Fry the batter-coated fish fillets in lard in a cast-iron skillet, a few at a time, about 5 minutes per side or until golden brown and cooked through.  Transfer to paper towels, and then to a platter.  Keep warm while finishing the other fillets.

Serve on heated plates with lemon wedges.

PECAN COOKIES – Makes 24-30 cookies

2 cups pancake batter
¾ cup maple sugar
1 teaspoon vanilla
½ teaspoon ground cardamom
½ teaspoon ground cloves
½ teaspoon white pepper
About ½ cup crispy pecans, chopped

Use a beater to add the maple sugar, vanilla, and seasonings to the pancake batter. Stir in the chopped crispy pecans. (For Crispy Pecans recipe, see Nourishing Traditions.)  Cook as pancakes in a greased cast iron skillet, several minutes per side.  Transfer to a stainless steel cookie sheet.

Dehydrate the cookies in a warm oven for 8-10 hours or until completely dry and crisp.  Store in an airtight container.

Sally Fallon MA

Sally Fallon Morell is best known as the author of Nourishing Traditions: The Cookbook that Challenges Politically Correct Nutrition and the Diet Dictocrats. This well-researched, though-provoking guide to traditional foods contains a startling message: animal fats and cholesterol are not villains but vital factors in the diet, necessary for normal growth, proper function of the brain and nervous system, protection from disease and optimum energy levels.

Sally’s lifelong interest in the subject of nutrition began in the early 1970s when she read Nutrition and Physical Degeneration by Weston A. Price. Called the “Charles Darwin of Nutrition,” Price traveled the world over studying healthy primitive populations and their diets. The unforgettable photographs contained in his book document the beautiful facial structure and superb physiques of isolated groups consuming only whole, natural foods. Price noted that all of these diets contained a source of good quality animal fat, which provided numerous factors necessary for the full expression of our genetic potential and optimum health. Sally applied the principles of Dr. Price’s research to the feeding of her own children, and proved for herself that a diet rich in animal fats, and containing the protective factors in old-fashioned foodstuffs like cod liver oil, liver, raw milk, butter and eggs, make for sturdy cheerful children with a high immunity to illness.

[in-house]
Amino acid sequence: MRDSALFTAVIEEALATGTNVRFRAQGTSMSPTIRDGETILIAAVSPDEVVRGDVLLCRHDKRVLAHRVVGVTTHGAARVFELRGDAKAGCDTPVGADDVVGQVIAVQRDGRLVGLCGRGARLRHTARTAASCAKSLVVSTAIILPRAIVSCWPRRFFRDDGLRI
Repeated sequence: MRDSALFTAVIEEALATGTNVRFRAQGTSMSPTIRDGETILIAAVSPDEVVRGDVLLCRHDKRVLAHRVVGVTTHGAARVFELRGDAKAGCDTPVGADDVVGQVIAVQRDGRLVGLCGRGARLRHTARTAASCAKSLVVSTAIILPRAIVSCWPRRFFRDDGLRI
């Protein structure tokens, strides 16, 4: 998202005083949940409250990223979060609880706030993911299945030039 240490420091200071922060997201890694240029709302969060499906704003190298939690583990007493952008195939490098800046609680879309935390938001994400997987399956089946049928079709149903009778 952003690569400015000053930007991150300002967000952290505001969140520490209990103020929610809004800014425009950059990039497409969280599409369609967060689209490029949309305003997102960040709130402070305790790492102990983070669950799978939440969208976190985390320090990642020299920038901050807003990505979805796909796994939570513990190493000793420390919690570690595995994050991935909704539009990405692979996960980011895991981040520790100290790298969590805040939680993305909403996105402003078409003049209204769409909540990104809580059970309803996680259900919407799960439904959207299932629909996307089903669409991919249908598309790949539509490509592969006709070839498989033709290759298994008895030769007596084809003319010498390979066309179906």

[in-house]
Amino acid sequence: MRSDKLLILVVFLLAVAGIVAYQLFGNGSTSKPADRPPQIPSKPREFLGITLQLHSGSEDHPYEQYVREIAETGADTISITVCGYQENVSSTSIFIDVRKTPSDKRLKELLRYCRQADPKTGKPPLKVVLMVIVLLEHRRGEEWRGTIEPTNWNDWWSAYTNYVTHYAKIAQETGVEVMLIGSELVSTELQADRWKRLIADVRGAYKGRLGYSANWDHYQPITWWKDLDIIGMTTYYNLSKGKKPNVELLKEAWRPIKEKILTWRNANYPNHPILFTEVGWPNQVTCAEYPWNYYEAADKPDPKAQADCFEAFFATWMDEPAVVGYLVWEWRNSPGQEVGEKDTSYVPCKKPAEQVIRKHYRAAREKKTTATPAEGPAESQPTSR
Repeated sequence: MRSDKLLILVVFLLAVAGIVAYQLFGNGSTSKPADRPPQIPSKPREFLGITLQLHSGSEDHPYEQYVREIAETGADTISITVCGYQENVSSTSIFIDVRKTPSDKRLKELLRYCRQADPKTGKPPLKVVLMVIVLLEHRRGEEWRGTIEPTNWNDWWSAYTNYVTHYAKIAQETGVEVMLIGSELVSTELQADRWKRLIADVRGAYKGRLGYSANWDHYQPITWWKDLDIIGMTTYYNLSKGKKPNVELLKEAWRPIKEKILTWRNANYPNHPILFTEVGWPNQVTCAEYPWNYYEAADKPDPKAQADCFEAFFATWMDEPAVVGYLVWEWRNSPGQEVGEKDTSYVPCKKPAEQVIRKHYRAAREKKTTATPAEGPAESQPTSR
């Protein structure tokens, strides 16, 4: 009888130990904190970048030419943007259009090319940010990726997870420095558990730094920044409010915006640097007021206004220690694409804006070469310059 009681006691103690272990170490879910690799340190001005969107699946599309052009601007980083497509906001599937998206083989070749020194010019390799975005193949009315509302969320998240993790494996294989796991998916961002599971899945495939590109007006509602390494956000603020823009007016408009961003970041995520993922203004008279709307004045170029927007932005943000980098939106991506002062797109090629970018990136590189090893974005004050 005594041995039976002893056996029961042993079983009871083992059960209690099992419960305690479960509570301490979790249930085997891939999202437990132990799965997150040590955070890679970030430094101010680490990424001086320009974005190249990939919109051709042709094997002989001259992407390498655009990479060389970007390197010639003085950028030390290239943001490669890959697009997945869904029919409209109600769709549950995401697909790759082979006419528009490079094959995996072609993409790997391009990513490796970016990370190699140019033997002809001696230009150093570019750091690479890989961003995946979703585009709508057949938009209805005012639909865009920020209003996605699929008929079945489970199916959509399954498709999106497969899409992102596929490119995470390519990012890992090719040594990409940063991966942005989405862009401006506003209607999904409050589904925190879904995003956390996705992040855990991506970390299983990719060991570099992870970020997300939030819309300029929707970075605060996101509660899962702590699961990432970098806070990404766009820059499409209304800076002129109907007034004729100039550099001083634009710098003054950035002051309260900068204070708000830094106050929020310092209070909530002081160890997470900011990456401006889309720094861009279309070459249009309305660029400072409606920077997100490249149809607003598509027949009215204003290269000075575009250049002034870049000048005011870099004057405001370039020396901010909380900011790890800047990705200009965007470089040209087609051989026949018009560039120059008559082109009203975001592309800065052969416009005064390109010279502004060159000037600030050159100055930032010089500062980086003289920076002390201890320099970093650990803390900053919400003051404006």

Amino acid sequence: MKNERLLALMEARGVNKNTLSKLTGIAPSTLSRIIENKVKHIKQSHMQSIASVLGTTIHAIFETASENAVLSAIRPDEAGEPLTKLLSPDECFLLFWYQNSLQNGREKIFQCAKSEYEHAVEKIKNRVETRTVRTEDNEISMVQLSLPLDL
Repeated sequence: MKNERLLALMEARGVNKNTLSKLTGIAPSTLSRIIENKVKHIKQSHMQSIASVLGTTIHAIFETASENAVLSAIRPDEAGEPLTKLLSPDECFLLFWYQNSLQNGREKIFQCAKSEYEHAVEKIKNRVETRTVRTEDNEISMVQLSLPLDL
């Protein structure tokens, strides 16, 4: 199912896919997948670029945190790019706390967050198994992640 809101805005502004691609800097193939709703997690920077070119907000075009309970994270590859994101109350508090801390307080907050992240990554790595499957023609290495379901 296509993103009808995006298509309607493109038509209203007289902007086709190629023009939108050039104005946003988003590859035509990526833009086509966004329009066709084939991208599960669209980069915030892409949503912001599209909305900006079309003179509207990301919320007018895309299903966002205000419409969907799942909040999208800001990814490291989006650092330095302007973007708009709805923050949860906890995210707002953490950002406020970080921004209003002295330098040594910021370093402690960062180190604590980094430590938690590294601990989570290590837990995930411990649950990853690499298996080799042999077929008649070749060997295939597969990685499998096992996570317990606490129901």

When the youngest of her four children became old enough to attend school full time, Sally applied her writing skills and training in French and Mediterranean cooking to the subject of nutrition and began work on a comprehensive cookbook that would combine accurate information on nutrition with delicious, practical recipes. She teamed with Mary Enig, PhD, an expert of world renown in the subject of lipids and human nutrition. With over six hundred thousand copies in print, Nourishing Traditions has stimulated the public health and medical communities to take a new look at the importance of traditional foods and preparation techniques, and to reexamine the many myths about saturated fats and cholesterol. The book places special emphasis on the feeding of babies and children to ensure optimal development during their crucial growing years.